Richmond Practice - Sleep for babies

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Sleep for babies
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How much sleep do babies need?

How much sleep a child needs depends on the individual, and this factsheet can only serve as a guide. You may have a very active child, who doesn't need much sleep. Trying to change a child's sleep patterns to what somebody else claims is 'normal' will only cause trouble.

Newborns usually sleep between 16 and 19 hours a day, often waking every two to three hours to eat. Since hunger will usually wake them up, babies will not normally sleep for more than four or five hours at a time. Some babies sleep more than this, maybe for eight or 10 hours at a time. This is fine, provided your child is normal, healthy and growing. On the other hand, if your baby has lost weight or is not gaining enough weight, you may have to wake them every two or three hours for a feed.

Babies three months old usually sleep between 13 and 15 hours a day. Around five hours of this will be during the day and the rest at night. Your baby may still wake up once or twice every night. If your baby does wake, try the following:
  • First see if your baby will fall quickly back to sleep. If they have kicked the duvet off, cover them with it again. Rub their body gently, just to reassure them that you're there. This may be sufficient to send your tot back to sleep, so let a couple of minutes pass before doing anything else.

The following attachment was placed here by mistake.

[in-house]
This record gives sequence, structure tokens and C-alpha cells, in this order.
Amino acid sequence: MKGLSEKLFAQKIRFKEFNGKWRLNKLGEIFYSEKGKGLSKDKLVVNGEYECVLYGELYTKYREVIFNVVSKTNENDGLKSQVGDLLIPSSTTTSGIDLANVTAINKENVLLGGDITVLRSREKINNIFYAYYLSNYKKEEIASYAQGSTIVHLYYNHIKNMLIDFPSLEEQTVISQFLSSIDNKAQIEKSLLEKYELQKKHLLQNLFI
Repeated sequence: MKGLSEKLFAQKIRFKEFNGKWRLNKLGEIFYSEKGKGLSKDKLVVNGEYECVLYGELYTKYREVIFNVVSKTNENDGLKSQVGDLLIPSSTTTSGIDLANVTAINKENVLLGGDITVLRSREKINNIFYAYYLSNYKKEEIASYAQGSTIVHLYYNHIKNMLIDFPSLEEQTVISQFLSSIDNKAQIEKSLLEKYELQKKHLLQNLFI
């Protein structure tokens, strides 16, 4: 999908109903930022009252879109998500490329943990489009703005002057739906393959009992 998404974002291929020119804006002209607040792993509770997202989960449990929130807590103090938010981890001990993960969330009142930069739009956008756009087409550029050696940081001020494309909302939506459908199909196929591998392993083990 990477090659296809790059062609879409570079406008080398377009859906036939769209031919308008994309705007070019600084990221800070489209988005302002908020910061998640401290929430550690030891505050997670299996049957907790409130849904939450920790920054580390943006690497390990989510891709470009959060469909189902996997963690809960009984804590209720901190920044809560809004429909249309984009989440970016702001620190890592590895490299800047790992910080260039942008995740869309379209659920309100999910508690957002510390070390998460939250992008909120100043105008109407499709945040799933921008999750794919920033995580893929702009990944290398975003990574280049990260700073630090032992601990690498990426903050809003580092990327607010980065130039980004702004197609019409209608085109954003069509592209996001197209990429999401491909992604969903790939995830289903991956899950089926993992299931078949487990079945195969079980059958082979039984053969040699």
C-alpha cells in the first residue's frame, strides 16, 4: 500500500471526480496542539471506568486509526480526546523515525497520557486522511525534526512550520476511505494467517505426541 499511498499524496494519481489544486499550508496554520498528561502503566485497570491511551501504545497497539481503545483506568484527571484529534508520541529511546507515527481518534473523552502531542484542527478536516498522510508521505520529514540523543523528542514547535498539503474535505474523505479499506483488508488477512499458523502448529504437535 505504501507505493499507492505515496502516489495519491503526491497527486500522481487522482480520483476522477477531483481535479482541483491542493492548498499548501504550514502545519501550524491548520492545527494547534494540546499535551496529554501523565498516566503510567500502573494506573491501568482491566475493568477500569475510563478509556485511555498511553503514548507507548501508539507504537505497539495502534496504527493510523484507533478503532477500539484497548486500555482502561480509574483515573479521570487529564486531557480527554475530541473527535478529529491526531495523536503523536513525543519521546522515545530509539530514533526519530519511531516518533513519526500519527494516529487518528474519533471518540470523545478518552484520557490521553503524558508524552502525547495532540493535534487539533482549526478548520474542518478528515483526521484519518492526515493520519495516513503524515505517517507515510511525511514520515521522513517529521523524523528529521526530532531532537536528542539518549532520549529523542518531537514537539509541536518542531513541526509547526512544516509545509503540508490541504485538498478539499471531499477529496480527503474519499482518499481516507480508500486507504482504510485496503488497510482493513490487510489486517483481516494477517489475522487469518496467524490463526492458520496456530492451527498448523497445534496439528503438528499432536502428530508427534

• If you need to feed or change your baby – do it quickly and quietly, without turning on the lights. Don't talk to your baby or play with them at this time. This will teach your baby that nothing exciting happens in the night and that talking and playing only happen during the day.
  • Babies don't care whether they sleep at night and stay awake during the day, or the other way around. It's up to parents to teach them which is better.
Infants from 6 to 12 months old usually sleep between 12 and 14 hours a day. If your baby wakes up at night, it's now all right to let five minutes pass before you go to them. By now you will probably recognize their different cries for when they are hungry, tired or in pain.

At this age babies are starting to make 'sleep associations'. So, if you go in and interact with them, they will soon expect that to happen. On subsequent nights they will cry until you do go in. So, if you're happy that your child is not hungry or dirty, try not to stimulate them at all and leave them to settle on their own. If you do have to go in, rub your baby gently and speak softly to reassure them that you're there. They may have a favourite soft toy or blanket to snuggle up to at night. Such familiar things make them feel safe.

Consult your doctor if:
  • your baby is sleeping very well but has lost weight or is not gaining enough weight
  • you have any concerns about your child's sleeping habits.
If your child looks rested and is developing normally, they are probably getting enough sleep. Do you or your partner sleep less than normal (six to eight hours)? The need for sleep is often passed on from parents.

Ask to see either of our doctors or our paediatrician for further assessment and advice.

 

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